26 August 2013

confessional mode: fear

Today was the first day of the new semester, the first day of my new year. (I have no truck with January. Mid-winter isn't a good time for me to start anything.)

Maybe it's because of that newness, the ripple of uncertainty over and under everything--and today was so very much that--but today feels like a good--not good, but fitting--day to face front. So I'm turning this, which was, until five minutes ago, an e-mail to a very close friend, into a post, for better or worse.

What am I afraid of, right now? 

In ways that have nothing to do with my usual pile of writerly insecurities, I am afraid of when the media finally gets to Evgeni Malkin and asks him about what he thinks about the Russian anti-gay propaganda law that's turned the run-up to the Olympics into even more of a gut-twisting spectacle than before (before the inevitable human rights violations had a name and number and legal code). After Ilya Kovalchuk's response today, I tread the internet carefully, but today's news about Evgeni Malkin is this marvelously affable spectacle. Still, so far, 2/3 of the Russian stars asked what they thought have said they're in favor of the statute, to one degree or another. The third, Alexander Ovechkin, chose the only other option, which is to say "I'd rather talk about hockey" and evade the matter altogether. (Several good reads on the general subject are here, here, here, and here, and many, many more, of course, are out there.)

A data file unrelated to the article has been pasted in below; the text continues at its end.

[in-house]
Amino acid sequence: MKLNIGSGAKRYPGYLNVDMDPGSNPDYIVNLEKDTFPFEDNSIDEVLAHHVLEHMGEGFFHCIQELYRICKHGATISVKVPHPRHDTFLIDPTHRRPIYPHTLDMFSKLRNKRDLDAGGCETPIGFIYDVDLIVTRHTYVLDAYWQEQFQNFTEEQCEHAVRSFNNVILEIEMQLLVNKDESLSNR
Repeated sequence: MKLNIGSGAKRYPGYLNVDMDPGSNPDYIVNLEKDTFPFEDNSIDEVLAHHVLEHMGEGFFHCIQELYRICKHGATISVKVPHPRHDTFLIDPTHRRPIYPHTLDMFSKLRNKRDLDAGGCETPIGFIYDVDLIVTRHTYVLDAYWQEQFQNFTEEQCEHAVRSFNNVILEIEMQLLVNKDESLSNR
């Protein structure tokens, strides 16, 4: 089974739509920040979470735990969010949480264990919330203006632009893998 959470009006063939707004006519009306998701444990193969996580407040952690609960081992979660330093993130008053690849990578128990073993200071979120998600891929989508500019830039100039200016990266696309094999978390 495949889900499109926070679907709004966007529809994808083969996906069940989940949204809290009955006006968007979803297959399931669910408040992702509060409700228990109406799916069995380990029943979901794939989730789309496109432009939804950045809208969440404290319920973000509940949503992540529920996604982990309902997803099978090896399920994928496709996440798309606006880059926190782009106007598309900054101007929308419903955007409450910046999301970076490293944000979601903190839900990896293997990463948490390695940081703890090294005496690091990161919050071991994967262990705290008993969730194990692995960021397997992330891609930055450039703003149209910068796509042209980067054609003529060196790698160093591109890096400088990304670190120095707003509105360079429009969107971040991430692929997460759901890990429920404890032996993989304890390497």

I understand that there's no particularly good option for the players on the Russian national team who might actually stand with GLBTQ rights or at least with the stance of the NHL/NHLPA/You Can Play partnership. Under the dictates of the law, actually saying anything other than the above two options could be found in violation of said law. I also know that Russian culture is what it is, and we're all products of our culture to some degree. The law is popular in Russia. I should have no expectations that my favorite hockey player should be any different than the significant majority of his country.